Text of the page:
There was a serial killer on the loose.

She recalled that few seconds from the news almost too late. For all she knew, that man was out there right now, wanting to be invited in so he could slit her throat and hideout here or take her stuff. Or worse – he’d probably kill her and slice off her skin and wear it like that buffalo bill from The Silence of the Lambs.

KNOCK KNOCK KNOCK.

Shit! She panicked. She quickly ran through a list of all entry points in her home, making sure she locked them all before she went to bed. Front door. Check. Back door. Check. Windows. Check.

She felt a little relieved. She might just be okay.

KNOCK KNOCK KNOCK.

Still, she panicked. Melanie just knew that the person outside her door was that killer. The corner of Garret and Talson was only five miles down the road. And she didn’t even recall hearing an exact time when the pile-up took place. Hell, that serial killer could be anywhere!

Even at her door.

Desperate, she threw herself under the blankets in her bed and poked her face through a small opening. She would wait. In her panic, anxiety and nervousness, she would wait. She glanced at the clock instinctively.

2:33

Shit, shit, shit!!! She tried to play the denial card, to cheer herself up by convincing herself that it was a distant relative stopping by or some late Jehovah’s witnesses. But, in the back of her mind, she knew that it couldn’t be those.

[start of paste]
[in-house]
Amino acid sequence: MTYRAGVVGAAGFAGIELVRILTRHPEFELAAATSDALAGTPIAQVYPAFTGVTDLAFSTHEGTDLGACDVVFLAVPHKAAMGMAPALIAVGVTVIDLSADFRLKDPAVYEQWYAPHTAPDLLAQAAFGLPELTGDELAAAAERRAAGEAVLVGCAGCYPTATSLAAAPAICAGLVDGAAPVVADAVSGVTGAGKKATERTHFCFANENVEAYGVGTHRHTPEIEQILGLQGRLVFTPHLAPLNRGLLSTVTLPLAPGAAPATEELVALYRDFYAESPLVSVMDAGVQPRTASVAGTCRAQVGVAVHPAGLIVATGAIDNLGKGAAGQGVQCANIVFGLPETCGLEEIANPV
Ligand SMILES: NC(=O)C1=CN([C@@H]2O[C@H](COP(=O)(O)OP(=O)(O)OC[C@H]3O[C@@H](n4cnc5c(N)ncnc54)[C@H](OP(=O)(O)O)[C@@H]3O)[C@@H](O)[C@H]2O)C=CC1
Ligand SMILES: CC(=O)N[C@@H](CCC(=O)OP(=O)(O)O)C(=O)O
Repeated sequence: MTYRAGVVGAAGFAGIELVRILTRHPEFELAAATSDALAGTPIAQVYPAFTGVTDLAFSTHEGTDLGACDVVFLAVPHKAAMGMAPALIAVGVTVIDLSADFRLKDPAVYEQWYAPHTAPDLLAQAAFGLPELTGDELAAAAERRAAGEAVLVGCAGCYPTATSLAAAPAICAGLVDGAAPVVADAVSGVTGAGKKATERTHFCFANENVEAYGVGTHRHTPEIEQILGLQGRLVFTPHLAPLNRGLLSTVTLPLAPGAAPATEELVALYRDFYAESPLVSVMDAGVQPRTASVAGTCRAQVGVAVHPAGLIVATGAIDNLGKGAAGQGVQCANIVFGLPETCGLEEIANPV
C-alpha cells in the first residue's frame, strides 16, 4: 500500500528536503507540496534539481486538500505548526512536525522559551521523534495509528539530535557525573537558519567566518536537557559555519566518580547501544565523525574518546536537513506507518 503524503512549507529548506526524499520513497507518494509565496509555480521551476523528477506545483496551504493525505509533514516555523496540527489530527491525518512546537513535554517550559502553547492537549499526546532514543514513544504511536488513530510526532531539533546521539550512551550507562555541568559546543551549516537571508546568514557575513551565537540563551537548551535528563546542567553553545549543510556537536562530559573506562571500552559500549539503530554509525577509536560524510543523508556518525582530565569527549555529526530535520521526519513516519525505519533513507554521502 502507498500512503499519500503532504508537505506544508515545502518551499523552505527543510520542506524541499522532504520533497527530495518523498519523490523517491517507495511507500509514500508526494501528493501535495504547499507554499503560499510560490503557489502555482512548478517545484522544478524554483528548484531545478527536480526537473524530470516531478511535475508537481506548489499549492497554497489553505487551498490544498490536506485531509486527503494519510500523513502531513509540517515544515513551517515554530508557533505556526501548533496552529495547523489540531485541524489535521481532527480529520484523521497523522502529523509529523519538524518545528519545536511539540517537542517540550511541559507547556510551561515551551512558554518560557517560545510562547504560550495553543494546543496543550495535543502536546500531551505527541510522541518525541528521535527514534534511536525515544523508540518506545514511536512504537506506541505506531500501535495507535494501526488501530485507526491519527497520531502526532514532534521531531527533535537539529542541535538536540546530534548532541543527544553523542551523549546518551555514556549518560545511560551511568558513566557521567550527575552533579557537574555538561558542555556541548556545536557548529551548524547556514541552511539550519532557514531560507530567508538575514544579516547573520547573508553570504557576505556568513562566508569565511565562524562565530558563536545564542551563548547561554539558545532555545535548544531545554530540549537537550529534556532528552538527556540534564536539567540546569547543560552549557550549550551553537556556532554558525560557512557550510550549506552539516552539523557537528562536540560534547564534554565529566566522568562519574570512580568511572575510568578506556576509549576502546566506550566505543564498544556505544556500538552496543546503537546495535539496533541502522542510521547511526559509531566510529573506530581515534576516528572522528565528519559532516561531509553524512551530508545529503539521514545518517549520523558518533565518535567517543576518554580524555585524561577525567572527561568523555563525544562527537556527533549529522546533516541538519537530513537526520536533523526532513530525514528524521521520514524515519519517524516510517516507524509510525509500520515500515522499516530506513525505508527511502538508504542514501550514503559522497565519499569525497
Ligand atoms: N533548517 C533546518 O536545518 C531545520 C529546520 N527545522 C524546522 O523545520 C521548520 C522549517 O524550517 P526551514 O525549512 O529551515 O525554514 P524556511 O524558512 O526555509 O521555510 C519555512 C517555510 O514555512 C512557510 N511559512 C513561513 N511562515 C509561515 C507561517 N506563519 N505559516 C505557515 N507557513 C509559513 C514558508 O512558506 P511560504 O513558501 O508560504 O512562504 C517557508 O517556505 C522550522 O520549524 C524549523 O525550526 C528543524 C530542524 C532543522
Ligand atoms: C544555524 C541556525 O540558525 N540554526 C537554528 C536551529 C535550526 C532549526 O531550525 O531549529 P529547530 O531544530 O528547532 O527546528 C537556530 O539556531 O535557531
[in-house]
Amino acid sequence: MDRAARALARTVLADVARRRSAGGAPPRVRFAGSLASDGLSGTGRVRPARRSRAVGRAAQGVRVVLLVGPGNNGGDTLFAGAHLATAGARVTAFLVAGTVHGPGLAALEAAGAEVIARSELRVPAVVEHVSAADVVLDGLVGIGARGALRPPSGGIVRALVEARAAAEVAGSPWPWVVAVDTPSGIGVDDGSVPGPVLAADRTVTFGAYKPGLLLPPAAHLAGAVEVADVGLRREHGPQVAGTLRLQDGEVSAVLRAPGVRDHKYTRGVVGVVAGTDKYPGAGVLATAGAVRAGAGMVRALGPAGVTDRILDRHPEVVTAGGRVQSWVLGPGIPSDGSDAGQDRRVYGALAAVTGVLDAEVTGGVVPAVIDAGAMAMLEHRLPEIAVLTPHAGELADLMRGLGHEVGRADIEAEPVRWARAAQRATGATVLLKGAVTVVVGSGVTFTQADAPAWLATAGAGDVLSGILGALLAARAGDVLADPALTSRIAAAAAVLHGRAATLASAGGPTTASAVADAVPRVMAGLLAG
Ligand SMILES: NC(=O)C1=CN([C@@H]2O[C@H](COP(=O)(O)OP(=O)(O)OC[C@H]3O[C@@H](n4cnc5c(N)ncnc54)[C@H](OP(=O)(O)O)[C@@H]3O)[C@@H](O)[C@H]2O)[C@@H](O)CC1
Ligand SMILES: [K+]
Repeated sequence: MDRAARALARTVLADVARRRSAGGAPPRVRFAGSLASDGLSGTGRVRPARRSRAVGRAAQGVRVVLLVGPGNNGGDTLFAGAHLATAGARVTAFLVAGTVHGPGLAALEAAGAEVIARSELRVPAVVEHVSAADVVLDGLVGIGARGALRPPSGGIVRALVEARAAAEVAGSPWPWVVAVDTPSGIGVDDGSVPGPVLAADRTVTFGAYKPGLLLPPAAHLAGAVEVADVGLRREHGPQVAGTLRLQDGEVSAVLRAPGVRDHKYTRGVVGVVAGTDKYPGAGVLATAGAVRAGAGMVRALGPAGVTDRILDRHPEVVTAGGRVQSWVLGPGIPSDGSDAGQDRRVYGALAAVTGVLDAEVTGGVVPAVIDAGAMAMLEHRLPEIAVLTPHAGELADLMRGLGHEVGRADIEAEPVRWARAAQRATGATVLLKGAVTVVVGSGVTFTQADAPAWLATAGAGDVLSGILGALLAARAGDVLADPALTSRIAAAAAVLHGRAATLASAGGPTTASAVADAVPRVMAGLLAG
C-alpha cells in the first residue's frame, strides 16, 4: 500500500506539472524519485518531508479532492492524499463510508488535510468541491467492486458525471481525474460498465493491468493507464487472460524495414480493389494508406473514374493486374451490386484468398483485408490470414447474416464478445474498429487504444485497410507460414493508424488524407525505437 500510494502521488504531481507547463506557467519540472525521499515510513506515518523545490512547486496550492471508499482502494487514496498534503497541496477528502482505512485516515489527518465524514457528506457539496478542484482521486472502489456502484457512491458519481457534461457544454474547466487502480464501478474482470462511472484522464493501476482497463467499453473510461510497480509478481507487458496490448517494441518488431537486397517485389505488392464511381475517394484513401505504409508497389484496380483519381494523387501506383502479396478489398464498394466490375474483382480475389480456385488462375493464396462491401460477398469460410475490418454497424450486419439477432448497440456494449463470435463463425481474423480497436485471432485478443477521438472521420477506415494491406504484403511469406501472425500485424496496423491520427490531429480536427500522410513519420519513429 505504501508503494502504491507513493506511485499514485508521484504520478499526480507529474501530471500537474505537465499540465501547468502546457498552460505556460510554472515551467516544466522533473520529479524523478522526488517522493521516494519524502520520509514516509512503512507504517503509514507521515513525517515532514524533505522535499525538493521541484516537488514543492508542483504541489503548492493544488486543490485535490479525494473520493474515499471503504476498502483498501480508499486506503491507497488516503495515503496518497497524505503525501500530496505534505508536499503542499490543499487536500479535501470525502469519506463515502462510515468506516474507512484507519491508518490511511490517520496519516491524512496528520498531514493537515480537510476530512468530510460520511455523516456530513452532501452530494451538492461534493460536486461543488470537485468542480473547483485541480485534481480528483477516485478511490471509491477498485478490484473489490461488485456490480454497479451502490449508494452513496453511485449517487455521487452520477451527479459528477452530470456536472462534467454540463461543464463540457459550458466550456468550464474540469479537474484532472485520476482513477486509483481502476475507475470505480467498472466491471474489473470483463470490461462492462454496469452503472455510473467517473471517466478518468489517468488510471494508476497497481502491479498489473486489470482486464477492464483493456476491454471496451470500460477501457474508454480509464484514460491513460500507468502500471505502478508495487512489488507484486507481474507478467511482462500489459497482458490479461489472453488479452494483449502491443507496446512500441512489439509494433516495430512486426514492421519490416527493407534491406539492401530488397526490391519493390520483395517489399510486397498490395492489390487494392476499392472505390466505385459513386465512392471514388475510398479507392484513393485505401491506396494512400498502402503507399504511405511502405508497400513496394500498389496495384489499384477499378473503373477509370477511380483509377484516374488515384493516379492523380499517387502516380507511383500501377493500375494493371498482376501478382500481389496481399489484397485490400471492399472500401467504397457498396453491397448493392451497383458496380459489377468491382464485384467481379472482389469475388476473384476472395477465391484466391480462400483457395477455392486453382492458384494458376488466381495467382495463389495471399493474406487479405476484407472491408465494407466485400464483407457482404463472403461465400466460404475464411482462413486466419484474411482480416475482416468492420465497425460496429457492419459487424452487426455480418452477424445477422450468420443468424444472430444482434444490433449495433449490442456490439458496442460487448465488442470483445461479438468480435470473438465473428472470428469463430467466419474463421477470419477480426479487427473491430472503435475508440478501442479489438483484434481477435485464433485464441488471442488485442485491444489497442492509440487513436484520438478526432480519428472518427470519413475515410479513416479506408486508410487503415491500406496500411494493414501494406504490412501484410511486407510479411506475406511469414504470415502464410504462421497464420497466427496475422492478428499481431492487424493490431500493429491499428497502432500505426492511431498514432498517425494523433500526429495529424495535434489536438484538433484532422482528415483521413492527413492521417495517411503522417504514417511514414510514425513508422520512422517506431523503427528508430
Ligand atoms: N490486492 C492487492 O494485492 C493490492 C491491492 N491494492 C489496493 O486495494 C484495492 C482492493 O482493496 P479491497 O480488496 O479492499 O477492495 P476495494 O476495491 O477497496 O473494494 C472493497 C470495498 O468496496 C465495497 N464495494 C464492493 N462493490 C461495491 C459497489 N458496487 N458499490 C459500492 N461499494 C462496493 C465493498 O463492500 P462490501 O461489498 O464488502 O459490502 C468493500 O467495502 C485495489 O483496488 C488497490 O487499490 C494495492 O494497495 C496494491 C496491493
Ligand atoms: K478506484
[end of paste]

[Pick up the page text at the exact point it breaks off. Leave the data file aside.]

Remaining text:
KNOCK KNOCK KNOCK.

There it was again.

Dammit! This person just isn’t going to leave, no matter how hard she tried to wish them away.

She began to formulate a plan in her head, some sort of contingency just in case worst came to worst. If that maniac actually persisted and tried to get in by breaking a window or busting down the door, she would run for the opposite door, keys in hand, hop in her car and floor it out of there before he could get to her.

KNOCK KNOCK KNOCK.

This time, the rapping came from the back door. She could hear someone speaking, but she couldn’t understand what exactly they were saying. But, worst of all, she heard them rattling the doorknob.

Her heart pounded. Her whole body ached. She felt like she was having a heart attack. She had to get up now. She had to get away – there was not a second to spare.

She grabbed the keys from the nightstand beside her and ran for the front door. She opened it as quickly and as quietly as possible to avoid her assailant’s unwanted attention.

She ran into the car, closed its door quietly as well and locked the whole car, then she slipped the keys into the ignition. Before she could turn the keys, sharp pains from her scalp and face forced her hands to find what was causing her grief.

They were cold, hard hands. One held her mouth shut, the other was pulling her hair so hard it felt as if her head would come off.

Then, the pain from her scalp relented, but she immediately felt a cold sting at her neck. She peered down, her heart nearly giving out from the rapid beating.

It was a knife.

Then, she heard a harsh, yet satisfied voice behind her say, “You should’ve opened the door.”

As the blade cut slowly at her neck, forcing a hard stream of blood from her throat, she peered through the windshield to see two police officers standing at her backdoor.

They were knocking.